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20121201
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Search Results 0 to 7 of about 8 (some duplicates have been removed)
. oil we nerve drever dreamed we access. we need to break the back of on pe opec. we need to provide it for energy security. many nations we buy oil from are anna l anathetical to the american way of democracy. we are fighting our enemies and it could end in the foreseeable future. but there is a second component that should have you steamed it had me steamed almost as much as my outrage at the fiscal cliff discussion in washington. i had to use the term fiscal cliff. hadn't used it yet in this piece. i'm talking about the skaunterred opportunity in natural gas. he was quite bullish in the price of oil. chinese keep it up. we have an umbrella that makes it worth our while to get hard to get oil. as plentiful as oil is, there is a gigantic glut for natural gas, and the opposite of oil, all papas talked. more nat gas than we know what to do with. we have no place to put it and not enough places to use it. and natural gas isn't fungible. it costs fortunes to transport overseas and barely economical when transported overseas. the best use is in this country. and we need to harness natura
intellectual, too. >> opec and the fed, hey, u.s. production up. let's go to sharon epperson at the nymex. >> oil has really been on the move since the open a few minutes ago. not so much opec, which still packed with the current quota around 30 million barrels per day, it is producing more than that. but we are hearing, of course, from opec itself that saudi arabia has reduced its production in november to the lowest level in a year. so that seems to be a way that they will adhere closer to the current quota. we're also looking at the latest report from the international energy agency which may have more of an impact where oil prices are going in this session. they're looking for slightly demand in 2013. and they're pointing to china for the reason. we're anticipating we'll get the report from the energy department at 10:30 a.m. on oil supplies. the expectation is for a slight decline in food supplies. but we did see a major build in the industry report, if that is confirmed we could see these gains short-lived. back to you. >> all right. thank you very much, sharon epperson. we've got a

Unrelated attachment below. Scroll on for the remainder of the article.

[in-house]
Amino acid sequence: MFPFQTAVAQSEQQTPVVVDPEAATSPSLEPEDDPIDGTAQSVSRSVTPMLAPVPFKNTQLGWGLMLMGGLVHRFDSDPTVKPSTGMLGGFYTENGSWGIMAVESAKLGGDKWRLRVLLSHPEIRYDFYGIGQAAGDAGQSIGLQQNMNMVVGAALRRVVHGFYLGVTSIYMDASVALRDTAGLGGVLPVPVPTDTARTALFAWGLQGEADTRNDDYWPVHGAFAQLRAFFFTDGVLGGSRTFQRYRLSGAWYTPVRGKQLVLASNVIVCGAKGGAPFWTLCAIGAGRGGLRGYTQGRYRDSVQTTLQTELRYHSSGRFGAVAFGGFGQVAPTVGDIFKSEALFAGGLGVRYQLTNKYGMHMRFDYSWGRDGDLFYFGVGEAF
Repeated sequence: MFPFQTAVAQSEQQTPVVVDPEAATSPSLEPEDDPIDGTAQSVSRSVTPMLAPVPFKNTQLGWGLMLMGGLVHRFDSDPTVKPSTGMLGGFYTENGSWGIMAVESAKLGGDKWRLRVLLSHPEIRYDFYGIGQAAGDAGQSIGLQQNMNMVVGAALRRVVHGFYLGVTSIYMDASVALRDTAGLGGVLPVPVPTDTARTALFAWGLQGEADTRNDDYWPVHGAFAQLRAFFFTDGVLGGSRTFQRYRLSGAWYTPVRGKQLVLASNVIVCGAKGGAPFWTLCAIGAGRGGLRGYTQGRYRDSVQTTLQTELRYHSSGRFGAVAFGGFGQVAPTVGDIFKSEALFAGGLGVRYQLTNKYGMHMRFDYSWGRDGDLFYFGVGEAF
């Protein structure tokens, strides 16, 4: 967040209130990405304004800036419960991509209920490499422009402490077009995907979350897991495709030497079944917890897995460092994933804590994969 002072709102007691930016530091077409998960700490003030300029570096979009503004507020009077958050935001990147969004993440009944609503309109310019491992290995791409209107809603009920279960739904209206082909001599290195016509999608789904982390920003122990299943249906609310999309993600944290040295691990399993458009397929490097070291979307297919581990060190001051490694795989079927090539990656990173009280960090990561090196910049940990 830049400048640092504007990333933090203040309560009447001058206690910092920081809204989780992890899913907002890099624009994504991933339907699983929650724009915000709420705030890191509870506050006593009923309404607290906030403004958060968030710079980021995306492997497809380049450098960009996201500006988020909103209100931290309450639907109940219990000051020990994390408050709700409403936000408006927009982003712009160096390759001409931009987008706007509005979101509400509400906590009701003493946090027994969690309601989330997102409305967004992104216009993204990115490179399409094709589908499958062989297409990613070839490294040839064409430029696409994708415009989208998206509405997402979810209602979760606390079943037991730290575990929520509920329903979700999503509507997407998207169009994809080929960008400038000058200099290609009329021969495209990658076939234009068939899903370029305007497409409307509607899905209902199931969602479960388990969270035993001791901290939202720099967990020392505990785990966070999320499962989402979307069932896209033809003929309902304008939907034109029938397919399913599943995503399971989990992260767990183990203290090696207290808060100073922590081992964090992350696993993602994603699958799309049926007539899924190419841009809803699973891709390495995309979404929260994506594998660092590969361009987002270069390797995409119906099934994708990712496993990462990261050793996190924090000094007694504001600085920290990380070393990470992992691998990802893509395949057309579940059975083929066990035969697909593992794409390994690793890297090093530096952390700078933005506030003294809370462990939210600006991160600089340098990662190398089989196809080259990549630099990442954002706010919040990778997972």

.s. to be north american oil independent. and fundamentally what that means is we won't be relying on opec oil imports by 2020. we're going to rely on canadian imports plus burgeoning u.s. production. that is a major major change in the united states energy picture. >> now mark, one of the things that i've learned from you is that the numbers that we often see are radically understated. the government will put out numbers. it seems like every time they put out numbers they're well behind. what is the disconnect between the numbers that we see officially and what's really going on in the oil patch? and why don't people realize how quickly this change is occurring? >> yes. the dynamic of the change is one that's easy to underestimate. in fact, eog has really underestimated the dynamic of the change. we've raised our production growth forecast for oil three times this year. and that's not because we've been coy with wall street. it's really because we've underappreciated the power of some of these plays. you mentioned earlier for example this eagle ford play, we think that just eog's net of oil d